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Women Entrepreneurs Can Close the Gender Gap

Women Entrepreneurs Can Close the Gender Gap

Women in full-time work currently earn 15% less per hour than men on average, according to gender equality campaign group Fawcett.

A GEM 2010 Women’s Report revealed 30,000 women lose their jobs as a result of becoming pregnant every year – highlighting the point that the gender gap can still divide 21st century business.

Some women from cultures that have historically fared badly for gender equality are now enrolling in MBA courses to bridge the gender gap and establish successful careers as women entrepreneurs.

QS caught up with Risako Muto, 34, from Japan, an MBA student at EMLYON Business School in Lyon, France, to discuss gender inequality and women entrepreneurs.

“Most males do not do housework in Japan,” says Risako.“Females have to work in the office and then work at home afterwards. If males were encouraged to help with housekeeping, women could concentrate on business more.

“Japan is known for its masculine culture and some companies prefer to promote males instead of females,” says Risako. Women must demonstrate greater credibility than male counterparts to be promoted in Japan, which stifles women entrepreneurs and an MBA provides this edge, she claims.

Wealth and global gender inequality

Risako’s experiences of gender inequality echo round the globe: there are just seven countries in the world where women take part in business at rates equal to men — Panama, Thailand, Ghana, Ecuador, Nigeria, Mexico and Uganda, according to The Economist.

In the EU, women account for just 16% of board members and just 19 out of 582 of the biggest companies in the region had a female chairperson or president, with only 14 of this same number being led by a female CEO, says Ireland’s 2013 EU presidency website.

Coco Chanel, Estée Lauder and Oprah Winfrey are cited frequently as successful women entrepreneurs– but shouldn’t there be more? Fortunately, recent evidence suggests the environment for entrepreneurial women is ripening.

The number of wealthy women in the US is growing twice as fast as the number of wealthy men. Meanwhile, Forbes has documented suggestions that women will control up to two-thirds of US wealth by 2030.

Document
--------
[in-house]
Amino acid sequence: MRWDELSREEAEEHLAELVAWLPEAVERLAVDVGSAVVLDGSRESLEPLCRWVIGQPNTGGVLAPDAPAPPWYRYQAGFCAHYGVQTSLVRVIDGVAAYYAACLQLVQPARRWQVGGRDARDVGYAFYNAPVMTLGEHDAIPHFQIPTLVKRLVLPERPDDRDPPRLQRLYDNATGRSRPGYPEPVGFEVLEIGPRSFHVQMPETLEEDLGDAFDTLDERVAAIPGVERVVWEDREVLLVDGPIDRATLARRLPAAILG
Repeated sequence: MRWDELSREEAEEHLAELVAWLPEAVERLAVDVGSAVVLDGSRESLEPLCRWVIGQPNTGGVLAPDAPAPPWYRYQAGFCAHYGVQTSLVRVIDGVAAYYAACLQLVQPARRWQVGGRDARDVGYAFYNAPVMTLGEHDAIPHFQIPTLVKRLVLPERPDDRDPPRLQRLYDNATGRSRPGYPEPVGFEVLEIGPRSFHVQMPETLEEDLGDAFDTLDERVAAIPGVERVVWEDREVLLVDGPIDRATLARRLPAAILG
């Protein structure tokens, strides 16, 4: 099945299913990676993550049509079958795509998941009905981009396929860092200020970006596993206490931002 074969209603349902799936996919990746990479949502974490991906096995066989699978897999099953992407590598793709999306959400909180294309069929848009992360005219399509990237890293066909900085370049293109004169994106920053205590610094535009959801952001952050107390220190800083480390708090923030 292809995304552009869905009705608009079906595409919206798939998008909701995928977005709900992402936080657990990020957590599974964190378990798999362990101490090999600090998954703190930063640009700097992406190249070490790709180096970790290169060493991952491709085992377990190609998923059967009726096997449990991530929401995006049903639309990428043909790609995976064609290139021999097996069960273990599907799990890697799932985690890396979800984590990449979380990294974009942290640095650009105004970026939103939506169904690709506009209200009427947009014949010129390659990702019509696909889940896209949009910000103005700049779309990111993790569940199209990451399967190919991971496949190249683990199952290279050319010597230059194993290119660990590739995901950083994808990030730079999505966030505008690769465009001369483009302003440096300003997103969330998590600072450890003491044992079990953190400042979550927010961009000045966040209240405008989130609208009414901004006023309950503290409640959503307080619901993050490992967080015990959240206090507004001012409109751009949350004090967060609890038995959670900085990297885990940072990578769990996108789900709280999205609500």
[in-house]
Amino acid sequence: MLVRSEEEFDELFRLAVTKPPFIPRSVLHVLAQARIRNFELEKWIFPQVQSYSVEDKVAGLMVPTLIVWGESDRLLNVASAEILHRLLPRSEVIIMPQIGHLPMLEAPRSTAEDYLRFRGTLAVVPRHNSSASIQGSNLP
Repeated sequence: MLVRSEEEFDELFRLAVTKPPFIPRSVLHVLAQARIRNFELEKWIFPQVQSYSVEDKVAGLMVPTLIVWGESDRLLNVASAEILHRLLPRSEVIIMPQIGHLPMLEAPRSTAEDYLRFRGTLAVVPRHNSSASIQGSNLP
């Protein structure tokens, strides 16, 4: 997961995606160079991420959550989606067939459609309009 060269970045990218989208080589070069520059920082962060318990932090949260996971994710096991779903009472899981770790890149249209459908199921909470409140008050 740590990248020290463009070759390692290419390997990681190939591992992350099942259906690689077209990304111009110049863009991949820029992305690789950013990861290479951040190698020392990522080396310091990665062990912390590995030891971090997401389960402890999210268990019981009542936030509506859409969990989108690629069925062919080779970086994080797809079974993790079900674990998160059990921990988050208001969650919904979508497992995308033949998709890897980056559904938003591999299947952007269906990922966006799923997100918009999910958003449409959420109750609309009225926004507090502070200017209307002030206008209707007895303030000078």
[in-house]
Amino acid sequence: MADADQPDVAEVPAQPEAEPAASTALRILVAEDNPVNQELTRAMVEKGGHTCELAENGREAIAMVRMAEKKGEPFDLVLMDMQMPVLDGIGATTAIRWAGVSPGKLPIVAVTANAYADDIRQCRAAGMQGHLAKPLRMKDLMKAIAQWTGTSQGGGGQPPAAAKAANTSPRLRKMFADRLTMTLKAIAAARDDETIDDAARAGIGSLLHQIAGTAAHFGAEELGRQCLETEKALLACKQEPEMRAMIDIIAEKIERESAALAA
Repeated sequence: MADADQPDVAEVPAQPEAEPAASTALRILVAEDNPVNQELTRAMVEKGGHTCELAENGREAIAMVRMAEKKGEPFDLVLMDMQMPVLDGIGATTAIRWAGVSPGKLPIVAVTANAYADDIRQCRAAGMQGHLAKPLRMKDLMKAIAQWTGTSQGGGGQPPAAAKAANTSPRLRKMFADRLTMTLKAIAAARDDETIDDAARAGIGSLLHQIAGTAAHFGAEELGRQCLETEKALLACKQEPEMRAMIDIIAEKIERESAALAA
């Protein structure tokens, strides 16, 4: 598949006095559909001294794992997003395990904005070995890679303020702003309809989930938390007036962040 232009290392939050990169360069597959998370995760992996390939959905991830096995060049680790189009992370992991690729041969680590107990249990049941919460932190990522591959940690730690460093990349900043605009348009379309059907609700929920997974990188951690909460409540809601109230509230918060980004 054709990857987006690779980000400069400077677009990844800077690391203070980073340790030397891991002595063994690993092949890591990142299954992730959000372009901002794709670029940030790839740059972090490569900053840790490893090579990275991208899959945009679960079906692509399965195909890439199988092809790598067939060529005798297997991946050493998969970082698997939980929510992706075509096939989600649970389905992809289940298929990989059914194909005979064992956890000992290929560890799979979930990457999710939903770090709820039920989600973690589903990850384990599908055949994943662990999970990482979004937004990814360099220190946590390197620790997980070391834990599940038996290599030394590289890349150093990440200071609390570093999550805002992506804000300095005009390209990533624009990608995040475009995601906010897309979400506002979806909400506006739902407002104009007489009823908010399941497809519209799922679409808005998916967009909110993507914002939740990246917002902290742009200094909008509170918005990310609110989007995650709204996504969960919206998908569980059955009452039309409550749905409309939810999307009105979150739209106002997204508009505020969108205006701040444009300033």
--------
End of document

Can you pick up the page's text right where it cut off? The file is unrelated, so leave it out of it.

Business success fostered by EMLYON International MBA

Risako’s MBA course comprises a 60% female majority, smashing the common perception of a male-dominated business environment.

“It’s perfect at EMLYON,” says Risako. “I heard that in some schools women tend to be assigned to a note-taker role in a team – that isn’t the case here. EMLYON also organises a variety of courses related to entrepreneurship, especially in the second semester. We can choose entrepreneurship as our specialization.« 

Indeed, the International MBA taught in English, focuses on entrepreneurship for business success. Classes are small with large cohort diversity. Plus, an entrepreneurial leadership project allows students to launch a business project.

EMLYON MBA students also have access to the World Entrepreneurship Forum, launched in 2008 and now comprising over 300 members. The forum meets annually in either Lyon or Singapore to network as well as to share ideas and business success secrets.

International Learning Trips offer exchange programs, lasting 1-3 months, and expose students to new business environments and cultural feasts.

EMLYON Business School is located in the World Heritage city of Lyon, within convenient proximity for scenic escapes, being a mere two-hour drive from both the mountains of the Alps and the coastline of the Mediterranean Riviera. Paris – renowned for its high-fashion and romantic pursuits – is just a two-hour train journey away.

Beyond gender inequality

Joseph LiPuma, director of EMLYON’s International MBA programme, says: “The International MBA programme is entirely dedicated to helping a select group of individuals become worldwide entrepreneurial leaders.

“If you are passionate about making a difference for your organisation, your community, and the world, and if you see yourself as an innovator, calculated risk taker, change master, intrapreneur and doer, join our MBA.

“Beyond the classroom, next academic year, you will develop this aspirational spirit, push boundaries and excel with us,” he adds.

Risako concludes: “If the world improves gender inequality in the workplace it will lead to a better world. In order to accelerate this, females should take responsibility for their future.”

Written by QS for EMLYON Business School

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